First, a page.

8

In physics, it's sometimes useful to draw an arrow over a letter to represent the torch around that point. I've seen this in multiple textbooks and would like to know how to do it myself in \LaTeX documents. Anyone who knows a solution for this?

Note that this isn't just about putting a \curverarrow above a letter, but surrounding the letter by the curved arrow like in the picture I attached below.

Thanks in advance for the help and have a good day :)

enter image description here

11

You could use \curvearrowleft from AMS Symbols, e.g.:

\documentclass{article}

\usepackage{amssymb}
\newcommand{\curvearrow}[1]{\ooalign{\kern1pt \ensuremath{#1}\cr\hidewidth\raise.8ex\hbox{$\curvearrowleft$}\hidewidth}}

\begin{document}

$\curvearrow{a}, \curvearrow{b}, \curvearrow{c}$

\end{document}

enter image description here

Perhaps you have to tweak the distances, e.g. to cover capital letters.

1
  • I like the simplicity here, keeping the \usepackage count low. It doesn't match the exact look but certainly solves the crux of the problem :) – StiggyStardust Mar 17 at 17:35
7

Not sure if this looks too appealing but maybe this goes in the right direction.

\documentclass{article}
\usepackage{mathtools}
\usepackage{amssymb}
\usepackage{scalerel}
\newcommand\OverCurveArrowRight[2][n]{%
\setbox0\hbox{\scalerel*{\curvearrowright}{\overset{#1}{#2}}}\copy0%
\mathllap{\mathmakebox[\wd0]{#2\hskip0.2\wd0}}}
\newcommand\OverCurveArrowLeft[2][n]{%
\setbox0\hbox{\scalerel*{\curvearrowleft}{\overset{#1}{#2}}}\copy0%
\mathllap{\mathmakebox[\wd0]{\hskip0.2\wd0#2}}}
\begin{document}
abc $\OverCurveArrowRight{A}$ $\OverCurveArrowLeft{A}$ 
\[\OverCurveArrowRight{A}\to\OverCurveArrowLeft{A}\]
\[\OverCurveArrowRight[\int]{\int}\to\OverCurveArrowLeft{A}\]
\end{document}

enter image description here

4
  • I like very much your approach. – Sebastiano Mar 15 at 20:54
  • Some of them seem to go in the left direction, though. – Pål GD Mar 15 at 21:22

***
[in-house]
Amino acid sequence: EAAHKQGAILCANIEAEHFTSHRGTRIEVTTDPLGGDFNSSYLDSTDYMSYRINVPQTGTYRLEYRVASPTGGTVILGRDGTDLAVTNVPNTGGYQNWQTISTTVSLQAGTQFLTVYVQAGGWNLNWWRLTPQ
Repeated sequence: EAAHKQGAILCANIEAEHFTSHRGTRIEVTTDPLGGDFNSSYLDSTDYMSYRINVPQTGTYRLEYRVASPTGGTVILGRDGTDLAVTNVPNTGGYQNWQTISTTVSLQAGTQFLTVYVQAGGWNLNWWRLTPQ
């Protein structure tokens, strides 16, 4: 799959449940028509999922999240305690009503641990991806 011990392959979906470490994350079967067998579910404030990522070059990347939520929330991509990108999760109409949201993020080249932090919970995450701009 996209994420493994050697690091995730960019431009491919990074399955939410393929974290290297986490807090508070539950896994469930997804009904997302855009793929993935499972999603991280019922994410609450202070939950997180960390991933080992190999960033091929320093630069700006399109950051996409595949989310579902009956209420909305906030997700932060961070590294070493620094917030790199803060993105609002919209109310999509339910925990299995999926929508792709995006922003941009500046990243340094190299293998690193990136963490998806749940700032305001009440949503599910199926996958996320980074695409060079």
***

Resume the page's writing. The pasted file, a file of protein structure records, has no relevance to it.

• @PålGD You have to look at those from the back. – user237299 Mar 15 at 21:40
  • This is very good in the output, and if the looks are a priority I would pick this because it's open for quality customization. :) – StiggyStardust Mar 17 at 17:38
6

Something like this, with the \nccircle command from pst-node?

\documentclass[12pt]{article}
\usepackage{pst-node}

\begin{document}

    \psset{arrowinset=0.1}
    $\psDefBoxNodes{A}{A}\nccircle[nodesep =5pt]{->}{A:bC}{0.6em}$%

\end{document} 

enter image description here

1
  • Very nice use of pst-node indeed. Putting this within a \newcommand and this would be a very easy method to implement. – StiggyStardust Mar 17 at 17:39
5

Starting from the code of the answer of the user @egreg in this question How to write a character overlapping another character I have adapted this using the packages graphicx, scalerel to have a little big arrow and to rotate the symbol \circlearrowleft of 170 degrees (for example).

\documentclass[a4paper,12pt]{article}
\usepackage{newtxtext,newtxmath}
\usepackage{graphicx,scalerel}
\makeatletter
\DeclareRobustCommand{\as}[1]{
  {\vphantom{#1}\mathpalette\erel@as{#1}}%
}
\newcommand{\cla}{\rotatebox[origin=c]{170}{\hstretch{1}{$\scaleobj{1.5}{\circlearrowleft}$}}}
\newcommand{\erel@as}[2]{%
  \ooalign{\hfil$\m@th#1\cla$\hfil\cr\hfil$\m@th#1#2$\hfil\cr}%
}
\makeatother  

\begin{document}
$\as{A}$

\end{document}

enter image description here

2
  • 1
    Thanks for linking to the how to overlap a character, together with your example that's very good for understanding. – StiggyStardust Mar 17 at 17:40
  • 1
    @StiggyStardust You're welcome...and I hope to help you :-) – Sebastiano Mar 18 at 21:45

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